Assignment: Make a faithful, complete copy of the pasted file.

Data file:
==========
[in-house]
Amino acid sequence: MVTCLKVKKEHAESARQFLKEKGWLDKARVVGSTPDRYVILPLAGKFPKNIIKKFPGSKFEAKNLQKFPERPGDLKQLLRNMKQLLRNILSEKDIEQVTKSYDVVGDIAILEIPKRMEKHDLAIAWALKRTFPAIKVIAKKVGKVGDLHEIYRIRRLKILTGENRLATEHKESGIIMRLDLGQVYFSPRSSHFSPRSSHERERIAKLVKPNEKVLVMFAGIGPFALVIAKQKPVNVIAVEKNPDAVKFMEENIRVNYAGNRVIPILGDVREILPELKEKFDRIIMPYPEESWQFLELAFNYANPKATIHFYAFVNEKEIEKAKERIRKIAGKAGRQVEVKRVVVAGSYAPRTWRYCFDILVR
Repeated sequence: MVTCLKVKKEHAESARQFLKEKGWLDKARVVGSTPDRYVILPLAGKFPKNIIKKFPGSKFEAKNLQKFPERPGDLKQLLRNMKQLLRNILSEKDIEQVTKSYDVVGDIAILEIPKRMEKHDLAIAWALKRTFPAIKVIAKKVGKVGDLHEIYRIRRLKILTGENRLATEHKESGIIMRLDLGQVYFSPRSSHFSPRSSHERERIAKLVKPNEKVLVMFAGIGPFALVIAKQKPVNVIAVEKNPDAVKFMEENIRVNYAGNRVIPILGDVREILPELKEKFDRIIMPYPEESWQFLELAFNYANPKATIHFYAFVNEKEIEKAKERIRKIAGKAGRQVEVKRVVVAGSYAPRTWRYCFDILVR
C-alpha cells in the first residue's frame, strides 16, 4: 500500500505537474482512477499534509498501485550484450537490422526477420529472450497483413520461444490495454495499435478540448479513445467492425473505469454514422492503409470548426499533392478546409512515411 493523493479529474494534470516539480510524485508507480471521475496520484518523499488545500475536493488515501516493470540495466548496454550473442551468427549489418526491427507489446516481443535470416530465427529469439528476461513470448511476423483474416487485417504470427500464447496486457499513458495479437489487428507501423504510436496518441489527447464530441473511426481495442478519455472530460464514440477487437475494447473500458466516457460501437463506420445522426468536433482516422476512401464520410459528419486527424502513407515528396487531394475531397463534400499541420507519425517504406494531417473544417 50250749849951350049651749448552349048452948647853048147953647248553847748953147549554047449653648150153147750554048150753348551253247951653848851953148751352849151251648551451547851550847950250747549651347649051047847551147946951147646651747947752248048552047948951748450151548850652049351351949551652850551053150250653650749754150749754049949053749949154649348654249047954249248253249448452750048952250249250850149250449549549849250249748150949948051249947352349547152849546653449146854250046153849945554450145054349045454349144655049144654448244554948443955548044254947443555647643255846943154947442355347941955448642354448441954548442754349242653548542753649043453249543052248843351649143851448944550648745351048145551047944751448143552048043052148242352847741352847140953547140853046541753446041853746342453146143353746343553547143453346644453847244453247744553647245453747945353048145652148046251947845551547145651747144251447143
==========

[in-house]
Amino acid sequence: MVTCLKVKKEHAESARQFLKEKGWLDKARVVGSTPDRYVILPLAGKFPKNIIKKFPGSKFEAKNLQKFPERPGDLKQLLRNMKQLLRNILSEKDIEQVTKSYDVVGDIAILEIPKRMEKHDLAIAWALKRTFPAIKVIAKKVGKVGDLHEIYRIRRLKILTGENRLATEHKESGIIMRLDLGQVYFSPRSSHFSPRSSHERERIAKLVKPNEKVLVMFAGIGPFALVIAKQKPVNVIAVEKNPDAVKFMEENIRVNYAGNRVIPILGDVREILPELKEKFDRIIMPYPEESWQFLELAFNYANPKATIHFYAFVNEKEIEKAKERIRKIAGKAGRQVEVKRVVVAGSYAPRTWRYCFDILVR
Repeated sequence: MVTCLKVKKEHAESARQFLKEKGWLDKARVVGSTPDRYVILPLAGKFPKNIIKKFPGSKFEAKNLQKFPERPGDLKQLLRNMKQLLRNILSEKDIEQVTKSYDVVGDIAILEIPKRMEKHDLAIAWALKRTFPAIKVIAKKVGKVGDLHEIYRIRRLKILTGENRLATEHKESGIIMRLDLGQVYFSPRSSHFSPRSSHERERIAKLVKPNEKVLVMFAGIGPFALVIAKQKPVNVIAVEKNPDAVKFMEENIRVNYAGNRVIPILGDVREILPELKEKFDRIIMPYPEESWQFLELAFNYANPKATIHFYAFVNEKEIEKAKERIRKIAGKAGRQVEVKRVVVAGSYAPRTWRYCFDILVR
C-alpha cells in the first residue's frame, strides 16, 4: 500500500505537474482512477499534509498501485550484450537490422526477420529472450497483413520461444490495454495499435478540448479513445467492425473505469454514422492503409470548426499533392478546409512515411 493523493479529474494534470516539480510524485508507480471521475496520484518523499488545500475536493488515501516493470540495466548496454550473442551468427549489418526491427507489446516481443535470416530465427529469439528476461513470448511476423483474416487485417504470427500464447496486457499513458495479437489487428507501423504510436496518441489527447464530441473511426481495442478519455472530460464514440477487437475494447473500458466516457460501437463506420445522426468536433482516422476512401464520410459528419486527424502513407515528396487531394475531397463534400499541420507519425517504406494531417473544417 50250749849951350049651749448552349048452948647853048147953647248553847748953147549554047449653648150153147750554048150753348551253247951653848851953148751352849151251648551451547851550847950250747549651347649051047847551147946951147646651747947752248048552047948951748450151548850652049351351949551652850551053150250653650749754150749754049949053749949154649348654249047954249248253249448452750048952250249250850149250449549549849250249748150949948051249947352349547152849546653449146854250046153849945554450145054349045454349144655049144654448244554948443955548044254947443555647643255846943154947442355347941955448642354448441954548442754349242653548542753649043453249543052248843351649143851448944550648745351048145551047944751448143552048043052148242352847741352847140953547140853046541753446041853746342453146143353746343553547143453346644453847244453247744553647245453747945353048145652148046251947845551547145651747144251447143